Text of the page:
Getting a rail pass is not worth it everywhere in Europe. If you mainly plan to hop to countries that are not covered by the rail pass, or that don’t have great rail networks, you can get by fine without one.
Also when you’re adventuring somewhere like Eastern Europe and the Balkans, the few train options you have are already cheap. That might mean overspending by getting a pass.
However, if you plan to check out places like France, Germany, and Austria, a rail pass is a great addition to your Europe packing list. And it saves you a lot!
3. Catch Flights, Not Feelings
Listen, no other place does low-cost flying quite as well as Europe. The prices for low-budget airlines can be absolutely RIDICULOUS. Route prices start at around $8 – no kidding. When I still lived in Finland, a return flight between my city and London was half the price of a one-way train to my hometown!
So, low-cost airlines are definitely worth checking out if your plans include hopping between countries on different sides of Europe.
Some of the most popular low-budget airlines in Europe are:
- Wizz Air
There is an art to finding cheap flights. But you’ll get a hang of it quickly. My favourite sites for finding and comparing flight prices are Skyscanner and Momondo.
I highly recommend checking airlines’ own websites around holidays as well. Around Christmas and Black Friday, you can find huge discounts.
Sadly, there is no such thing as an almost-free lunch. Low-fare airlines make their money through extortionate extra fees. Everything costs – from meals onboard to even printing your boarding pass at the airport. Checked baggage can cost $30+, and some charge extra for “big” cabin luggage as well.
There is one item every traveller NEEDS. Some travellers don’t even know they need it, but those travellers need it more than anyone.
What is this forgotten essential of the backpacker-life? SPOILERS! Guess you’ll just have to click the button to find out. 😉Find Out What It Is!
4. Share a Ride with a Merry Stranger
Travelling solo? So are many others! Cut costs and maybe make a friend on your intercity travels.
When you think of rideshare apps, you probably think of Uber. Taxi apps are dope for getting around cities in Europe on the cheap for sure.
Mostly getting a cab through an app is cheaper than on the street. Uber operates in many European countries, plus there are tons of smaller operators in different countries and regions.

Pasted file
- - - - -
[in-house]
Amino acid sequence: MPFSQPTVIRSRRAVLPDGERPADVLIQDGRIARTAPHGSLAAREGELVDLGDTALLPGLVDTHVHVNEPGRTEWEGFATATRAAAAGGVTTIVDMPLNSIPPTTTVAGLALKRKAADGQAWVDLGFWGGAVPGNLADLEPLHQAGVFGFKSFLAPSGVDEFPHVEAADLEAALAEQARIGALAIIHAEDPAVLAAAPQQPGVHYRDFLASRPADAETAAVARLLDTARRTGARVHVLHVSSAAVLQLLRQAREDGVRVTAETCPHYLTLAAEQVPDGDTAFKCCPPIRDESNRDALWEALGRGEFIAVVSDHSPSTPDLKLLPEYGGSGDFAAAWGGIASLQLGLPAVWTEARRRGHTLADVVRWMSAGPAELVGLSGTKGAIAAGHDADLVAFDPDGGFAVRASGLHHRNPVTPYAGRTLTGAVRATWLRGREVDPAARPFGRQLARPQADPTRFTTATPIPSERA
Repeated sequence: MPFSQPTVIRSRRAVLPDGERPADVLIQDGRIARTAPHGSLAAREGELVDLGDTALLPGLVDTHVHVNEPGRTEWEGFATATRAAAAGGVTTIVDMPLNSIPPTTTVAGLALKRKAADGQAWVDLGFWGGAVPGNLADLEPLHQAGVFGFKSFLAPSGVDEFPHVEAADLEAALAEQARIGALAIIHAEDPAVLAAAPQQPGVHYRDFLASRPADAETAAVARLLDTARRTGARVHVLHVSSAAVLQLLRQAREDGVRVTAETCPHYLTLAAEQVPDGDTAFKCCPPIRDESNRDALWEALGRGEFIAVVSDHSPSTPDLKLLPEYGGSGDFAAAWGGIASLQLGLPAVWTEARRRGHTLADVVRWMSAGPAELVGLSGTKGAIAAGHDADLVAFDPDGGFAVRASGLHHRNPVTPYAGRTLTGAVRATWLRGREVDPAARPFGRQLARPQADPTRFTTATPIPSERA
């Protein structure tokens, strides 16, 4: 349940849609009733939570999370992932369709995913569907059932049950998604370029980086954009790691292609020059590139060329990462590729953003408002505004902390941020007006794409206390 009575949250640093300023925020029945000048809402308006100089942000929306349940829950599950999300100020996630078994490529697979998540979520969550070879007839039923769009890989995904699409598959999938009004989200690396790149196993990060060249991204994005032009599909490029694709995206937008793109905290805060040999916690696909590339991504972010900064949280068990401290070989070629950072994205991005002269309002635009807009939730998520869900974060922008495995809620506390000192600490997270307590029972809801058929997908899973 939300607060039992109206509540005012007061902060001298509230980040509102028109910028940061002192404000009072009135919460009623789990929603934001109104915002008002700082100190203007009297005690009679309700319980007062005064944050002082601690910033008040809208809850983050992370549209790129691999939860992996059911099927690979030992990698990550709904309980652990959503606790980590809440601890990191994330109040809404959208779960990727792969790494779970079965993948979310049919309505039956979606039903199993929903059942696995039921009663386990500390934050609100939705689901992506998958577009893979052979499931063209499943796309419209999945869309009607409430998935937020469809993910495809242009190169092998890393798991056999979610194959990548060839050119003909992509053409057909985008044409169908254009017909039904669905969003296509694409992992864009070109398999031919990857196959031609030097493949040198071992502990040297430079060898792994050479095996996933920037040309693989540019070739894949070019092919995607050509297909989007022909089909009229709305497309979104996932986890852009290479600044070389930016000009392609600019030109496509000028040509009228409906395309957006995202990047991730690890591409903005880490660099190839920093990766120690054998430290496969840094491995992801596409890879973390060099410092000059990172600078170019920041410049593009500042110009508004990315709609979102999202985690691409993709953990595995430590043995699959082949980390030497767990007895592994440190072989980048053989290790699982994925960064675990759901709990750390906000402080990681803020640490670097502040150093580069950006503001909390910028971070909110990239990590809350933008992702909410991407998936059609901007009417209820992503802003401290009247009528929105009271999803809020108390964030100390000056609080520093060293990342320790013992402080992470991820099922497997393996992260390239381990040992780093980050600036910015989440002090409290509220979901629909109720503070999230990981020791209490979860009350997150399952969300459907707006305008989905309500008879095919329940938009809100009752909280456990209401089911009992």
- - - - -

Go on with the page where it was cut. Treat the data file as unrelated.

So, rideshare apps are cool beans in cities. What about between cities?
Europe also has platforms that allow private people to publicly post their upcoming trips. They post that they’re going to Marseille, you get in touch, and ka-ching! You’ve got a cheap-ass ride to another town. Note that this is not digital hitchhiking; you’ll have to split travel costs with the driver and other passengers.
The absolute best platform for long-distance rideshares is BlaBlaCar. I found it the best cheap way to travel around Spain and France, but it’s also available in 16 other countries in Europe. BlaBlaCar doesn’t actually have any of its own cars; it’s just a platform connecting drivers and passengers.
If BlaBlaCar doesn’t tickle your fancy, it’s always possible to find rideshares and carpooling through other ways as well. Try posting a note on your hostel’s info board, or find a rideshare group on Facebook for the country that you’re in.
5. Go Drive Yourself
Living the vanlife in Europe is many backpackers’ dream. And it can easily be one of the cheapest ways to travel Europe if you’re exploring countries like Switzerland or Norway.
My motorbike-loving friends won’t stop raving about how great it is to ride your bike down the wide-open highways across Europe. (Somewhere in the distance, Born to Be Wild starts playing…)
Plus, driving yourself gives you the greatest flexibility to stop at cute roadside towns. You can come and go as you please without being held behind by such measly human inventions as – pssht – bus schedules. Bonus points if you camp along the way to cut costs even more.
If you’re planning on a self-directed adventure, there are a few things to consider before launching off:
- You’ll either need an international driver’s licence or an EU licence
- Taking rental cars over the country border is usually not allowed. So they’re best for single-country stretches. You also have to return them to the same office where you picked them up or pay an abysmal extra fee.